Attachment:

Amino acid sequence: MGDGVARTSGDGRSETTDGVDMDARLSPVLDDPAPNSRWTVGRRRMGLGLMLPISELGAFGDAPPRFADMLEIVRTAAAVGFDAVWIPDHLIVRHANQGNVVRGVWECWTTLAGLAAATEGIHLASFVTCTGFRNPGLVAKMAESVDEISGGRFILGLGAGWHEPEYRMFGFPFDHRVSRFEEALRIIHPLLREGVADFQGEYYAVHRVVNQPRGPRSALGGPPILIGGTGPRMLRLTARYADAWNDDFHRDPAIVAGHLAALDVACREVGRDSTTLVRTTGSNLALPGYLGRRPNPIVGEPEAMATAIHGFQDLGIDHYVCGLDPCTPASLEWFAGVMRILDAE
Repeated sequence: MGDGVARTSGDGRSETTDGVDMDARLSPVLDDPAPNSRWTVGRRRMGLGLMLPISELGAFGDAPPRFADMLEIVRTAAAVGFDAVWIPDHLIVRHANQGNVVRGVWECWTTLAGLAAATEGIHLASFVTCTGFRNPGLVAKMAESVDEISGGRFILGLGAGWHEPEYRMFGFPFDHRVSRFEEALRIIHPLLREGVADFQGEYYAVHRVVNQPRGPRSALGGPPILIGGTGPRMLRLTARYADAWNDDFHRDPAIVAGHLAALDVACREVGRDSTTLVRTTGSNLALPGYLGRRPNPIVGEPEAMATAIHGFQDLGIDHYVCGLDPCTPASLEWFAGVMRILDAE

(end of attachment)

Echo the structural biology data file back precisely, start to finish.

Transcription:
Amino acid sequence: MGDGVARTSGDGRSETTDGVDMDARLSPVLDDPAPNSRWTVGRRRMGLGLMLPISELGAFGDAPPRFADMLEIVRTAAAVGFDAVWIPDHLIVRHANQGNVVRGVWECWTTLAGLAAATEGIHLASFVTCTGFRNPGLVAKMAESVDEISGGRFILGLGAGWHEPEYRMFGFPFDHRVSRFEEALRIIHPLLREGVADFQGEYYAVHRVVNQPRGPRSALGGPPILIGGTGPRMLRLTARYADAWNDDFHRDPAIVAGHLAALDVACREVGRDSTTLVRTTGSNLALPGYLGRRPNPIVGEPEAMATAIHGFQDLGIDHYVCGLDPCTPASLEWFAGVMRILDAE
Repeated sequence: MGDGVARTSGDGRSETTDGVDMDARLSPVLDDPAPNSRWTVGRRRMGLGLMLPISELGAFGDAPPRFADMLEIVRTAAAVGFDAVWIPDHLIVRHANQGNVVRGVWECWTTLAGLAAATEGIHLASFVTCTGFRNPGLVAKMAESVDEISGGRFILGLGAGWHEPEYRMFGFPFDHRVSRFEEALRIIHPLLREGVADFQGEYYAVHRVVNQPRGPRSALGGPPILIGGTGPRMLRLTARYADAWNDDFHRDPAIVAGHLAALDVACREVGRDSTTLVRTTGSNLALPGYLGRRPNPIVGEPEAMATAIHGFQDLGIDHYVCGLDPCTPASLEWFAGVMRILDAE